Most of us are probably familiar with the story in Luke’s Gospel about Martha and Mary. Some of us feel like Martha gets a bum rap—it seems she is trying to serve Jesus with hospitality while her sister gets away with loafing around. But if we were to read the story in Greek, we might see something very interesting. Most English translations say that Martha was anxious or distracted and she was worried or disturbed. Anxious is the Greek word PERIESPATO. It has the connotation of being pulled or dragged in different directions. To be over-occupied. Too busy. And Martha was worried. That word in the Greek is THORUBEO it means a noisy upheaval, to yell, scream, or cause a loud fuss. Ahhhh… so Martha was not just worried, she was pitching a fit! She had a temper tantrum! That changes the story a bit, doesn’t it?

And St. Luke tells us that Mary had chosen “the better part” — the one thing necessary; the UNUM NECESSARIUM in the Latin. The lesson to be learned from the story is not only that prayerful attentiveness comes first before works of service, but more so we must decide between following the light of Jesus or following our own darkened nature.

Recently, I came upon a terrific podcast episode from Renewal Ministries with Peter Herbeck. Peter, who lives just down the road from us in the Ann Arbor area, was talking about a line in Matthew’s Gospel that I had never really paid attention to. Matthew 6:22-23 has Jesus saying that “The eye is the lamp of the body. So, if your eye is sound, your whole body will be full of light; but if your eye is not sound, your whole body will be full of darkness. If then the light in you is darkness, how great is the darkness!”

Some of us are so messed up, darkness is our light. If the light in us is darkness, HOW DARK is the dark?! Isn’t that an apt image of the state of the world right now? Where everything seems topsy-turvy and evil is called good and good is called evil? (Isaiah 5:20–21 and Romans 1:18–23.) In my opinion, we are in an age filled with PERIESPATO and THORUBEO. The prophets of our time have seen this darkness coming for a hundred years; from Pope Benedict XVI to Bishop Fulton Sheen to Sister Lucia of Fatima. The signs of Satan’s handiwork are all around us: using murder as a solution to problems, multiplying sin, refusing truth, dividing groups of people, running into anarchy, destroying through war, and seeding our minds with diabolical confusion.

What are we to do in times like this? The same as always. We need to seek the Light. St. John tells us in John 1:4-5 “In him was life, and the life was the light of men. The light shines in the darkness, and the darkness has not overcome it.” The cure for this PERIESPATO, THORUBEO, and darkness is the Light of Christ.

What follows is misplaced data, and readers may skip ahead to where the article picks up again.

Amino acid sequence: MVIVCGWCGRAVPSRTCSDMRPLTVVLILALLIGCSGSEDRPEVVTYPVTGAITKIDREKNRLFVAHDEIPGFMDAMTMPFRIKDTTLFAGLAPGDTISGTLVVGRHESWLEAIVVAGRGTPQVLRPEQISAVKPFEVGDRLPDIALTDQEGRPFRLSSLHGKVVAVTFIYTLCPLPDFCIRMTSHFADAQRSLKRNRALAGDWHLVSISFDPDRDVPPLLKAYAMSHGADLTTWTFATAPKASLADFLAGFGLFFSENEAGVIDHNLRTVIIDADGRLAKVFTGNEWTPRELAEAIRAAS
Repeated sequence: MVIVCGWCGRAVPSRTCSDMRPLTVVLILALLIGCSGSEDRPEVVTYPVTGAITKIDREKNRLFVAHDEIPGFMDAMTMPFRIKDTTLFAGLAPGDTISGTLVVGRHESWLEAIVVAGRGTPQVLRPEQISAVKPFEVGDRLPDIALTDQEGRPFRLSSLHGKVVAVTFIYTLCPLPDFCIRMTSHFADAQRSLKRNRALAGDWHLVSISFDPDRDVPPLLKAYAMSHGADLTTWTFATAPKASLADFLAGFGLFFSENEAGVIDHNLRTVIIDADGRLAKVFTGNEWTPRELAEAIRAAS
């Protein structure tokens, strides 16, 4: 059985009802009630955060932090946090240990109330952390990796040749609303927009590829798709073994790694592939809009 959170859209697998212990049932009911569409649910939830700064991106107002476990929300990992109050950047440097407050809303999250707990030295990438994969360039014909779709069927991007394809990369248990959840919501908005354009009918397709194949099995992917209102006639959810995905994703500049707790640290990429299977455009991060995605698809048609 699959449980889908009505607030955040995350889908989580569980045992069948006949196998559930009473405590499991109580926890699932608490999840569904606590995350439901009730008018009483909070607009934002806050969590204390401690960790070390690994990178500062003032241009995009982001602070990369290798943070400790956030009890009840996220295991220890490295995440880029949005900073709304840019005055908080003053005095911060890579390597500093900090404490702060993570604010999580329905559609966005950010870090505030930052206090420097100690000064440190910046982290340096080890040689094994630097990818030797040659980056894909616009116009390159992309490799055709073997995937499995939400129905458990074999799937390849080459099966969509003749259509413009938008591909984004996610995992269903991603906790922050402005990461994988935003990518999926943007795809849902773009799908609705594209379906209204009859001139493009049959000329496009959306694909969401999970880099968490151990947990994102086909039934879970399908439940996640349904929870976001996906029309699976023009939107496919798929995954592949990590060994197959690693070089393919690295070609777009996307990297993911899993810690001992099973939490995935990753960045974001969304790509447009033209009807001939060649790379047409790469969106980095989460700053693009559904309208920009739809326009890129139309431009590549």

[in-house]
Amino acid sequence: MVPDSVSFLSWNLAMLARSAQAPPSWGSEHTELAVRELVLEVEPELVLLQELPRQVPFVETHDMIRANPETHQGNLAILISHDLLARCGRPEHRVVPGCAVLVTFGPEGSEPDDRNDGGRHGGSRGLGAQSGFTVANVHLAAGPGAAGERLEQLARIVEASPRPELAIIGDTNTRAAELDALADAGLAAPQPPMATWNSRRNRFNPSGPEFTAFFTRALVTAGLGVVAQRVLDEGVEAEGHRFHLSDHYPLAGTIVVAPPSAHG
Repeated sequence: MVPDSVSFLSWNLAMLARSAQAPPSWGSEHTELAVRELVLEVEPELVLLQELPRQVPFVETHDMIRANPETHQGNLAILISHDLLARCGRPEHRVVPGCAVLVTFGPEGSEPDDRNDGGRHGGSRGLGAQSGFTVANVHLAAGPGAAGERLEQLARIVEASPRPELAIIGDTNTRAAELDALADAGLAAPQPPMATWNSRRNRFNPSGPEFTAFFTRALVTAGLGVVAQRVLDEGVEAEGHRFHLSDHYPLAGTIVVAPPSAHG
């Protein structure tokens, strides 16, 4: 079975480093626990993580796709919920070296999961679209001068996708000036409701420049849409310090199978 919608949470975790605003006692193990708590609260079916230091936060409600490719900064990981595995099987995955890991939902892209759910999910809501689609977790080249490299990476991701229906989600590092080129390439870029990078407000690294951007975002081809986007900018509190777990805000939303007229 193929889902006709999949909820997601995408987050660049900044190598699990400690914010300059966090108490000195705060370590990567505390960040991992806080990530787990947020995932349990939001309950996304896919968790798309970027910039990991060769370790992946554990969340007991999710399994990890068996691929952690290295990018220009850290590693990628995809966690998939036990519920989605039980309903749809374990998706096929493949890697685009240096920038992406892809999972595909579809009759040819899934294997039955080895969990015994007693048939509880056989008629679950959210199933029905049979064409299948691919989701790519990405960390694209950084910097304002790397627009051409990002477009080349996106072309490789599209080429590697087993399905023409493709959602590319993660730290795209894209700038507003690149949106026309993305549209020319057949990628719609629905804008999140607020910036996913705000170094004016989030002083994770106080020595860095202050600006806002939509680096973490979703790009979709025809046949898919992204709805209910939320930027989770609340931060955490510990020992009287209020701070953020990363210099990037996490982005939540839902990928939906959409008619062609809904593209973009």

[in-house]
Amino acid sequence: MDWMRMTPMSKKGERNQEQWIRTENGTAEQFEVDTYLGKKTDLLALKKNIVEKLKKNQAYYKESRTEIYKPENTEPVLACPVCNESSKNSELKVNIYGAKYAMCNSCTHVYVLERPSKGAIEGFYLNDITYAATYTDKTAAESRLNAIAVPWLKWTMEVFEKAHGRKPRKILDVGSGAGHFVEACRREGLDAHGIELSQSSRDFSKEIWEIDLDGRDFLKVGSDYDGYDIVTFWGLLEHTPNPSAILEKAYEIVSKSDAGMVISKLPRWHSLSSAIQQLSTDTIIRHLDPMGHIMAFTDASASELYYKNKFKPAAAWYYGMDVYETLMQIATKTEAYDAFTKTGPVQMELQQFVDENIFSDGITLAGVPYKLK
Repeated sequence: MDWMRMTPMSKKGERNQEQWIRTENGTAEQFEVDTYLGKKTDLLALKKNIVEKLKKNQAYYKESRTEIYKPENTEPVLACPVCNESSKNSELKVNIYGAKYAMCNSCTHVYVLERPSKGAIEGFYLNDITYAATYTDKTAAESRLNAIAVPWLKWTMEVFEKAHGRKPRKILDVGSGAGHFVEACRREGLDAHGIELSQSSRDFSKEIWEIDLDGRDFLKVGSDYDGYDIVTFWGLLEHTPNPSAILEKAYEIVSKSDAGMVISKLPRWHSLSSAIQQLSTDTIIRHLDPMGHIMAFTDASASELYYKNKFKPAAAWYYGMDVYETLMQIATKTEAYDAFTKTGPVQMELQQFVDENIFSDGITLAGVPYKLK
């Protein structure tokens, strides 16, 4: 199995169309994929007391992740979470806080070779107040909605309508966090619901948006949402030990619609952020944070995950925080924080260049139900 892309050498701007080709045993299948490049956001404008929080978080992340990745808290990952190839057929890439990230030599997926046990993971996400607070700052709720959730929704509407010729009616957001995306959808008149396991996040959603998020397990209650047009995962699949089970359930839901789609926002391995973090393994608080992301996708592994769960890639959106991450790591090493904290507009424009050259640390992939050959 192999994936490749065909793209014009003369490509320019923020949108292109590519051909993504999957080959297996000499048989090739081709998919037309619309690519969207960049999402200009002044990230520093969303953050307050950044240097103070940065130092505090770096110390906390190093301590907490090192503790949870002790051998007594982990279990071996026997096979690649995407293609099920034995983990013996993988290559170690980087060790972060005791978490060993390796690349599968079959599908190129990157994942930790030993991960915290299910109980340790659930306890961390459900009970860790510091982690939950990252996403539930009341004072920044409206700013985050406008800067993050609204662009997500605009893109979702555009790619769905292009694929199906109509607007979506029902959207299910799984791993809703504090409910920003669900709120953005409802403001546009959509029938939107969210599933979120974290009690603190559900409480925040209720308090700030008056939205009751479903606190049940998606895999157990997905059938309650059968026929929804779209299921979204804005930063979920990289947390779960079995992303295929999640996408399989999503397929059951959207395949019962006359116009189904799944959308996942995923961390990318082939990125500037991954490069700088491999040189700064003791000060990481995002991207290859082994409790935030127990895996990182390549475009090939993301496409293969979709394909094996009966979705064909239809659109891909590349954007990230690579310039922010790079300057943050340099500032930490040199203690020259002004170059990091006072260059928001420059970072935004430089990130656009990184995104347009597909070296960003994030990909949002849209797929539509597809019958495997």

In his first epistle, 1 John 1:6 and 7, St. John is clear: “If we say we have fellowship with him while we walk in darkness, we lie and do not live according to the truth; but if we walk in the light, as he is in the light, we have fellowship with one another, and the blood of Jesus his Son cleanses us from all sin.” We would be wise to scrutinize our own lives with honesty, evaluating our thoughts, actions, relationships, politics, entertainment, calendar, checkbook, and all the rest. Are those areas of our lives illuminated by Jesus? Or are we falling in line with the ways of the enemy?

To help us encounter the light, we can learn from Martha and Mary by returning to the one thing necessary: Christ Jesus. Keep that candle burning, as they say; keep that baptismal candle burning. Choose prayer, Scripture, good works, and Sacraments. Peter Herbeck said in his YouTube episode: “If the times are indeed as bad as we say they are…if the darkness in our world is growing heavier by the moment…if we are facing spiritual battles right in our own homes and churches… then we are foolish not to turn to the One who supplies unlimited grace and power. He is our only source. We are crazy to ignore him.” It would be so good for us to walk in a lighted path.

It would be so smart to avoid pitch blackness. It would be so wise to choose the one thing necessary. We in this parish invite you to choose the Mass. Choose the Eucharist. Choose worship. Choose Christ.